All patients studied had a baseline CD4 cell count ranging from 7-195 cells/μL (mean 112 ± 60 cells/μL). CD4 cell count of <50 cells/μL was seen in 18.6% patients signifying the stage of severe immunosuppression. Seventy two percent patients had a total lymphocyte count (TLC) ≤1200/mm 3 and 83% patients had CD4:CD8 ratio ≤0.2. The CD4 percentage was <14 percent in 89.2% cases. The baseline plasma viral load (PVL) of 31 patients studied ranged from 1607- >750000 copies/mL with a mean of 192,686 copies/mL. PVL was higher among patients with lower CD4 cell count as all patients with CD4 cell count ≤50 cells/μL had PVL >100000 copies/mL.
The most common presenting complaints in the patients studied were weight loss (74.4%), cough (72.1%) and diarrhoea (67.4%). Twenty one percent patients belonged to WHO clinical stage IV (mean CD4 cell count = 74.6 cells/μL), 51% to stage III (mean CD4 cell count = 103.9 cells/μL) and 28% to stage II (mean CD4 cell count = 155 cells/μL).
Adherence to HAART was >95% in the patients studied. Out of 43 patients, eight patients (19%) expired before reporting for follow-up and nine patients(21%) did not report for follow-up. Twenty six patients (60%) came for follow-up after a mean period of 4.7 months (range = 3 to 6 months). All patients who expired had a CD4 cell count between 7-69 cells/μL (mean 34.5 cells/μL) while PVL ranged from 1,67,739 - >7,50,000 copies/mL (mean 4,24,548 copies/mL). Out of the 26 patients who came for follow-up, 21 patients (80.8%) showed clinical improvement, while clinical failure was suspected in five patients (19.2%) as seen in [Table 1].
[Table 2] shows the change in CD4 count after ≥3 months of HAART. All except four patients (15.4%) showed an increase of ≥50 CD4 cells/μL. Among these four cases, three also showed a clinical failure.
In our study, mean CD4 cell count of patients who came for follow-up increased from 126 ± 16.6 cells/μL (median130 cells/μL) at baseline to 278 ± 196.7 cells/μL(median 238 cells/μL) (P < 0.001), mean total lymphocyte count (TLC) increased from 1621 ± 780.7/mm 3 (median 1200/mm 3 ) at baseline to 2491 ± 1242.4/mm 3 (median 2000/mm 3 ) ( P < 0.05).
Among the patients who expired (8) and those who were alive at follow-up (26), a significant difference ( P < 0.001) was found between the baseline mean CD4 cell count (35 cells/μL vs 126 cells/μL), mean CD4% (3.7 vs 8.3), mean PVL (4,24,548 copies/mL vs 1,45,766 copies/mL) and mean TLC (700 mm 3 vs 1621 mm 3 ).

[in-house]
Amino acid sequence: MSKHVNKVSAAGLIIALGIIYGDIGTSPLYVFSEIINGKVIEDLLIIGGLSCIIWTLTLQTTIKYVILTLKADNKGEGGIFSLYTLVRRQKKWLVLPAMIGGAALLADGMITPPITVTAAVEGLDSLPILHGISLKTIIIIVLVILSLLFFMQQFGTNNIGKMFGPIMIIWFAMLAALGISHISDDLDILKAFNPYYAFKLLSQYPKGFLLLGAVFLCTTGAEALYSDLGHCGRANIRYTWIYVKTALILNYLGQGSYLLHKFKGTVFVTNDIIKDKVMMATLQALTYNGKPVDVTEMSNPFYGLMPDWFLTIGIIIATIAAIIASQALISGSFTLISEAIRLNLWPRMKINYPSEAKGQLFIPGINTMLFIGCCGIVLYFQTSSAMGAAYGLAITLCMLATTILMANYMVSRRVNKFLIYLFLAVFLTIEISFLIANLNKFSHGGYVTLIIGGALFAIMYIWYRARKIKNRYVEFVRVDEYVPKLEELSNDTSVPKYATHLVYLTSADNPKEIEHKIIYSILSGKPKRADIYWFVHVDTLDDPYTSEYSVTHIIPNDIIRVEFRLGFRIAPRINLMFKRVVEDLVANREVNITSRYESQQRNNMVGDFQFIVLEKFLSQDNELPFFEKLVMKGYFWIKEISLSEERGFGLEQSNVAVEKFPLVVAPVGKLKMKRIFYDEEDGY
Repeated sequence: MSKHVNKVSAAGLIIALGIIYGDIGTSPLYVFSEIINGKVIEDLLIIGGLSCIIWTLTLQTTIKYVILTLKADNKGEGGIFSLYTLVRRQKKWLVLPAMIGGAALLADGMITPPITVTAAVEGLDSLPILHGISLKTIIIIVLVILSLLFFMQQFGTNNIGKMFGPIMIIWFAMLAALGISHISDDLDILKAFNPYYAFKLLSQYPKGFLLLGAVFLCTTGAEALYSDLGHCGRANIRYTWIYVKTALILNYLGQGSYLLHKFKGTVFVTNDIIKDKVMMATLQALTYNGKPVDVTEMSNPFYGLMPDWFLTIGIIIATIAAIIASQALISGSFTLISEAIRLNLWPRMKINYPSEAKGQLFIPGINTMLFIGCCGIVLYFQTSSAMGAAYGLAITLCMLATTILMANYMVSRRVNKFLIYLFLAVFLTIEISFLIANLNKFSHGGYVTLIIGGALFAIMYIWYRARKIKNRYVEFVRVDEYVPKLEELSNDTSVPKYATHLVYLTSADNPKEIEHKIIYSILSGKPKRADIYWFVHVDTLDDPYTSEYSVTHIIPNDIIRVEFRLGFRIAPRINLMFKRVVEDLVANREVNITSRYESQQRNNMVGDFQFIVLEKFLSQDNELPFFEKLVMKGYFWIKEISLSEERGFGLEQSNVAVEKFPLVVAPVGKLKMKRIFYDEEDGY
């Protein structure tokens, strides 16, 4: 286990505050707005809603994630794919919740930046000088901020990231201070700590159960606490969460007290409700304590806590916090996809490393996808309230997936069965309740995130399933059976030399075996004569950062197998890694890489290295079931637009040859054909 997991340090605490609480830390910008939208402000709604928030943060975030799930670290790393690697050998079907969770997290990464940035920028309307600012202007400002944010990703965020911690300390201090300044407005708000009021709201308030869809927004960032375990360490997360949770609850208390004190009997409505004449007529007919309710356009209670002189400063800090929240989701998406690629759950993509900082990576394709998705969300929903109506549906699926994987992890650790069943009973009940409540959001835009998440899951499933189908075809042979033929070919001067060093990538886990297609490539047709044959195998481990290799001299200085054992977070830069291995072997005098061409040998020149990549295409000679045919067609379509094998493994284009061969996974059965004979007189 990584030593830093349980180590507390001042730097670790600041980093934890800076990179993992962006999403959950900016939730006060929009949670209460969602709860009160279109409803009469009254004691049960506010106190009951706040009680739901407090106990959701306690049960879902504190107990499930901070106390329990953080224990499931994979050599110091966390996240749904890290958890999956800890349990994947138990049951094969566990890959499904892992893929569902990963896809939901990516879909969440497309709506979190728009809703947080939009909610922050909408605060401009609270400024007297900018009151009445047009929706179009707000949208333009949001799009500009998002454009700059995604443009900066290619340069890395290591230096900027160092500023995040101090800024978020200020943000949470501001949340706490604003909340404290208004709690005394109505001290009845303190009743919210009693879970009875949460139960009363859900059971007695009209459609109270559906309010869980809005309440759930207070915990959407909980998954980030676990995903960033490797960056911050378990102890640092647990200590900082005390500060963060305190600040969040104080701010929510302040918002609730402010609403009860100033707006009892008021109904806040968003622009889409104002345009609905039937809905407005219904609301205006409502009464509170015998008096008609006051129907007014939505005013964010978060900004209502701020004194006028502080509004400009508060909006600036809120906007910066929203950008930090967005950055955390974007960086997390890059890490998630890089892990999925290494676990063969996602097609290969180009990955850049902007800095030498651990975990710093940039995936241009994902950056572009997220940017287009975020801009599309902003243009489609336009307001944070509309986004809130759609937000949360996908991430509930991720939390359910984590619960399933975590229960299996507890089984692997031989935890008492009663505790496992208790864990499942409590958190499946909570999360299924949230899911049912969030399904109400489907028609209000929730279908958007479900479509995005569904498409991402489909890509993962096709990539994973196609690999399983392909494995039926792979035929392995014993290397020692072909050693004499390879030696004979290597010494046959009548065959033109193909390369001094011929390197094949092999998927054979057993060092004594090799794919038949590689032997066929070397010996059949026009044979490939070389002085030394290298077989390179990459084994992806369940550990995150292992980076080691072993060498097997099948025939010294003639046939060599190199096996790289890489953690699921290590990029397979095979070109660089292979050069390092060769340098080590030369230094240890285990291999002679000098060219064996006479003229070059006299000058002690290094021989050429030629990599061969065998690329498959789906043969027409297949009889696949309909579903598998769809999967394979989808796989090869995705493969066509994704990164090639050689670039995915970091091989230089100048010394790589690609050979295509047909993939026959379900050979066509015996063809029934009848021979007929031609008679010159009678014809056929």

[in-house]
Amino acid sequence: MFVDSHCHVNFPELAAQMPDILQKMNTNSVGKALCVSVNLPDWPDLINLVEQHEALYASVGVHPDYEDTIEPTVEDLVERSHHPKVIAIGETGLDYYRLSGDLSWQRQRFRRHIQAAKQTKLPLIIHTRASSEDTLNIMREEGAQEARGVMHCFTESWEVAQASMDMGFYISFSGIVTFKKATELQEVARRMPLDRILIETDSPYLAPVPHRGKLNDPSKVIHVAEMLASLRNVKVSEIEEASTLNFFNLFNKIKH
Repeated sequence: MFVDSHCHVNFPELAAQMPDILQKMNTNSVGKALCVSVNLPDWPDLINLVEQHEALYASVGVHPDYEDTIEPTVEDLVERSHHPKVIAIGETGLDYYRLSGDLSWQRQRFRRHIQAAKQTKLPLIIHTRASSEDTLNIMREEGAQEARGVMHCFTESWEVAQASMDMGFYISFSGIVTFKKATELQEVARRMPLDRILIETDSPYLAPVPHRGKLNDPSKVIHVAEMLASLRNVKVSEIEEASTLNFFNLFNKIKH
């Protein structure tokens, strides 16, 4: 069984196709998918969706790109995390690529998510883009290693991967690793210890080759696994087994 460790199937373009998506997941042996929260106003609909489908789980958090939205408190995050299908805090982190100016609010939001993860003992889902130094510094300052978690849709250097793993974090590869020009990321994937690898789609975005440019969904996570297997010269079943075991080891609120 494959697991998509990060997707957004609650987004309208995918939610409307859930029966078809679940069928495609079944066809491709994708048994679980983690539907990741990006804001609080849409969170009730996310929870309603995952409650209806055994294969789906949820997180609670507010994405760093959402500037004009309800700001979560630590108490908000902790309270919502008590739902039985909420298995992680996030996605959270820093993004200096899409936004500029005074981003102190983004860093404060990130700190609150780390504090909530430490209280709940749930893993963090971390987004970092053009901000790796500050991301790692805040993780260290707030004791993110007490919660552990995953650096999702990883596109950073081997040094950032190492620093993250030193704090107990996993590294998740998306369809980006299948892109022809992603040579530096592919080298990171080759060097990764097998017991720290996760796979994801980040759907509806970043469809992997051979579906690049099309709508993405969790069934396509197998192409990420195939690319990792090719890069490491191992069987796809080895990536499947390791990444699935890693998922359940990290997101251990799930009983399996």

| ~ Discussion|| |
As per NACO guidelines, currently in India, absolute CD4 cell count is being used as the basis for initiation of ART.  The validity of this approach in comparison to plasma viral load has not been studied widely in India. Baseline plasma viral load estimates are being carried out in very few patients because of limited resources. The present study was undertaken as a pilot study for this purpose.
In the present study, baseline mean CD4 cell count was 112.1 ± 60.29 cells/μL and mean CD4:CD8 ratio was 0.14 ± 0.09 which is in agreement with studies among similar patient groups from other parts of India. ,, CDC has expanded the AIDS surveillance case definition to include all HIV-infected persons with CD4+ T-lymphocyte counts of less than 200 cells/μL or a CD4+ percentage of less than 14.  In our study, the CD4 percentage was <14 in 89.2% cases with CD4 count <200 cells/μL. In a study from the US, it is said that CD4 absolute count is the best predictor of an adverse event when the CD4 count is ≤200 cells/uL while CD4+ percentage is a better predictor when the CD4 count is ≥200 cells/µL. 
In our study, at baseline, 70.3% patients had a total lymphocyte count (TLC) ≤1200/mm 3 which is in contrast with one study in Mozambique, in which the sensitivity of TLC to detect the cases with CD4 count <200 cells/μL was only 48.9%. However, a study from U.K showed that TLC is almost as reliable as CD4 count for prediction of AIDS defining opportunistic infections.  The threshold value for the dichotomisation of TLC was taken as 1200 cells/mm 3 , considered a marker of serious immunosuppression according to WHO for resource limited settings. 
Eighty four pecent cases showed an increase of more than 50 cells/μL following HAART which is in concordance with another recent Indian study.  Our study showed a mean CD4 gain of 152 cells/μL within a mean duration of 4.7 months. However, another Indian study from Chennai has documented a mean CD4 gain of 188 cells/μL within a mean duration of 4.3 months. 
A statistically significant increase in the mean TLC was also observed by us, which is in accordance with another study which showed that within the first two years of HAART, the direction of change in TLC appears to be concomitant with changes in CD4 count. 
In conclusion, good treatment response to the HAART regimens being provided was observed in >80% patients, implying that the HAART is efficacious and its efficacy would further increase if it will be given well in time, since initiation of therapy at an advanced stage of immunosuppression (≤50 cells/μL) may not be as effective. Those patients, who expired after the initiation of HAART, showed statistically significant lower baseline values of mean CD4 cell count, mean CD4+ percentage, mean total lymphocyte count and higher baseline value of mean HIV plasma viral load in comparison to the patients who were alive at follow-up. In places where CD4 count facilities are not available, total lymphocyte count ≤1200/mm 3 may be used as a surrogate marker of CD4 cell count <200/μL, however, further studies are required in HIV patients with CD4 count 200-499/μL and ≥ 500/μL
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[Table 1], [Table 2]